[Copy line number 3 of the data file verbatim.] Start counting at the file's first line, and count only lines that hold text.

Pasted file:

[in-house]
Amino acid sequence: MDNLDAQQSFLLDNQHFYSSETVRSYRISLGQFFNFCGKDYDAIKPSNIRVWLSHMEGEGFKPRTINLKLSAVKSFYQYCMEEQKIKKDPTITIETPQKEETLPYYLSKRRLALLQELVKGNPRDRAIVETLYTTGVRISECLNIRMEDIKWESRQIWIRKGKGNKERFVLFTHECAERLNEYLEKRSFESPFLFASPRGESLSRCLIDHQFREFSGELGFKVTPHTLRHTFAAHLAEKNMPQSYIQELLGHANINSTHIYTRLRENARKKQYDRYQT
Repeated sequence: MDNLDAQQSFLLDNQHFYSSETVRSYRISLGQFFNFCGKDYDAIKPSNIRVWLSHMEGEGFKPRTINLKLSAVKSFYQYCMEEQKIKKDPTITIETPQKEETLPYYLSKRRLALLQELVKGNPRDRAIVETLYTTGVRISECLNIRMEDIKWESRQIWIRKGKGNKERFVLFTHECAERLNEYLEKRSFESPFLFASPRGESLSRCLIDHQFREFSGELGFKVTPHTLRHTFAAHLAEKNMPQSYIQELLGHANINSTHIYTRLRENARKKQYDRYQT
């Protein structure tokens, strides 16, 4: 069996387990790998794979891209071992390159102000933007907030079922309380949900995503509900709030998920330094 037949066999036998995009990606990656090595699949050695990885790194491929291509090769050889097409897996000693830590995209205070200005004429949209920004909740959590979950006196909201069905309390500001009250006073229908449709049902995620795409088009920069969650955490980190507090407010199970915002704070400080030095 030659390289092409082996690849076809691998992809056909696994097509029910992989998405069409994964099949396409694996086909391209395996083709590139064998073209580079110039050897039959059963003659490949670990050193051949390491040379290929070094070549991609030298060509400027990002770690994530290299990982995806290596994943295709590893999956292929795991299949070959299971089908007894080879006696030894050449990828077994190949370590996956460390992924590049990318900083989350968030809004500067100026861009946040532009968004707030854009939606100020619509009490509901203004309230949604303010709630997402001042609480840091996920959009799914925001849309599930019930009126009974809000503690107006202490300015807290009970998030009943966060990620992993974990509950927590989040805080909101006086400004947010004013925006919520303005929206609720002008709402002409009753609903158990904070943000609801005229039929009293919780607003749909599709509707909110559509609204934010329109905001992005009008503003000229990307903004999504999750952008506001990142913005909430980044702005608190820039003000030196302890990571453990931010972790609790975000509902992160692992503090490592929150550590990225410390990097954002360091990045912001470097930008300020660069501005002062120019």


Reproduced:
Repeated sequence: MDNLDAQQSFLLDNQHFYSSETVRSYRISLGQFFNFCGKDYDAIKPSNIRVWLSHMEGEGFKPRTINLKLSAVKSFYQYCMEEQKIKKDPTITIETPQKEETLPYYLSKRRLALLQELVKGNPRDRAIVETLYTTGVRISECLNIRMEDIKWESRQIWIRKGKGNKERFVLFTHECAERLNEYLEKRSFESPFLFASPRGESLSRCLIDHQFREFSGELGFKVTPHTLRHTFAAHLAEKNMPQSYIQELLGHANINSTHIYTRLRENARKKQYDRYQT